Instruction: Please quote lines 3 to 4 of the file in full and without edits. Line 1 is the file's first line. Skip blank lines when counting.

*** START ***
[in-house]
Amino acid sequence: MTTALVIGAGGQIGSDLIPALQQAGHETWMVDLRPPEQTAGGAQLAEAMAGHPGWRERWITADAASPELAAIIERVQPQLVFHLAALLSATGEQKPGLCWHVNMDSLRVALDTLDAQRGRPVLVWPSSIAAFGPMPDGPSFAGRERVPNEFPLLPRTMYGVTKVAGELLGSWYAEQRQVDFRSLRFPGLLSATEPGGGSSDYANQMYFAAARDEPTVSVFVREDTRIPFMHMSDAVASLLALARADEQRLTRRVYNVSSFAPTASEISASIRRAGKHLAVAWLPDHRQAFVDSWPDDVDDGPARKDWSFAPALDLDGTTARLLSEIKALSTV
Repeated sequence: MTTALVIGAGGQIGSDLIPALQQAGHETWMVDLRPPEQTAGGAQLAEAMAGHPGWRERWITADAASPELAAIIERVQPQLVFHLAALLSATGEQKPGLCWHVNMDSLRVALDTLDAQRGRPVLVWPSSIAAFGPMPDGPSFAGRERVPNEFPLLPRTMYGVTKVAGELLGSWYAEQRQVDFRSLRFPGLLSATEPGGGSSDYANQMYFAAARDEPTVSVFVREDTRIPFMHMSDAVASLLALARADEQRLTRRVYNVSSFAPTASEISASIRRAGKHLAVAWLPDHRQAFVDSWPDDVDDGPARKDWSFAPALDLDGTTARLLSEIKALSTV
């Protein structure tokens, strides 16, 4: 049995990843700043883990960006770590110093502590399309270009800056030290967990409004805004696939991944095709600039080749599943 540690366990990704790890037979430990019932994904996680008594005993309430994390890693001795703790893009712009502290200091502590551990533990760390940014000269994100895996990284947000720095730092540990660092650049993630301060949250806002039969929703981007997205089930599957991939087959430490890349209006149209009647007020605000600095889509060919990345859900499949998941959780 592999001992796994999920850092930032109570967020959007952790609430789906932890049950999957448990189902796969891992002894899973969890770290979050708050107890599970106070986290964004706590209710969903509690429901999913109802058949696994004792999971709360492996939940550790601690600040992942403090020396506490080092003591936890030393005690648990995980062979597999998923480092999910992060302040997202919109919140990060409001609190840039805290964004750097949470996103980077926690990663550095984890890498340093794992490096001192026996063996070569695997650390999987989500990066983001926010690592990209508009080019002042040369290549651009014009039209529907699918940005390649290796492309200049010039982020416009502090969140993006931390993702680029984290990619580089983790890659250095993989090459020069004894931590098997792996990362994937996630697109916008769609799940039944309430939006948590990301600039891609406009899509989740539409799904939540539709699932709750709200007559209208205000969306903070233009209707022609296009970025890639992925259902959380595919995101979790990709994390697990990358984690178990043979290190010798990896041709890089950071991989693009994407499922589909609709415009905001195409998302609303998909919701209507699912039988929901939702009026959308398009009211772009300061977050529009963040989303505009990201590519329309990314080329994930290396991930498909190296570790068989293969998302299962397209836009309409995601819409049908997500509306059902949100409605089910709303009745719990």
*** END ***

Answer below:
Repeated sequence: MTTALVIGAGGQIGSDLIPALQQAGHETWMVDLRPPEQTAGGAQLAEAMAGHPGWRERWITADAASPELAAIIERVQPQLVFHLAALLSATGEQKPGLCWHVNMDSLRVALDTLDAQRGRPVLVWPSSIAAFGPMPDGPSFAGRERVPNEFPLLPRTMYGVTKVAGELLGSWYAEQRQVDFRSLRFPGLLSATEPGGGSSDYANQMYFAAARDEPTVSVFVREDTRIPFMHMSDAVASLLALARADEQRLTRRVYNVSSFAPTASEISASIRRAGKHLAVAWLPDHRQAFVDSWPDDVDDGPARKDWSFAPALDLDGTTARLLSEIKALSTV
């Protein structure tokens, strides 16, 4: 049995990843700043883990960006770590110093502590399309270009800056030290967990409004805004696939991944095709600039080749599943 540690366990990704790890037979430990019932994904996680008594005993309430994390890693001795703790893009712009502290200091502590551990533990760390940014000269994100895996990284947000720095730092540990660092650049993630301060949250806002039969929703981007997205089930599957991939087959430490890349209006149209009647007020605000600095889509060919990345859900499949998941959780 592999001992796994999920850092930032109570967020959007952790609430789906932890049950999957448990189902796969891992002894899973969890770290979050708050107890599970106070986290964004706590209710969903509690429901999913109802058949696994004792999971709360492996939940550790601690600040992942403090020396506490080092003591936890030393005690648990995980062979597999998923480092999910992060302040997202919109919140990060409001609190840039805290964004750097949470996103980077926690990663550095984890890498340093794992490096001192026996063996070569695997650390999987989500990066983001926010690592990209508009080019002042040369290549651009014009039209529907699918940005390649290796492309200049010039982020416009502090969140993006931390993702680029984290990619580089983790890659250095993989090459020069004894931590098997792996990362994937996630697109916008769609799940039944309430939006948590990301600039891609406009899509989740539409799904939540539709699932709750709200007559209208205000969306903070233009209707022609296009970025890639992925259902959380595919995101979790990709994390697990990358984690178990043979290190010798990896041709890089950071991989693009994407499922589909609709415009905001195409998302609303998909919701209507699912039988929901939702009026959308398009009211772009300061977050529009963040989303505009990201590519329309990314080329994930290396991930498909190296570790068989293969998302299962397209836009309409995601819409049908997500509306059902949100409605089910709303009745719990």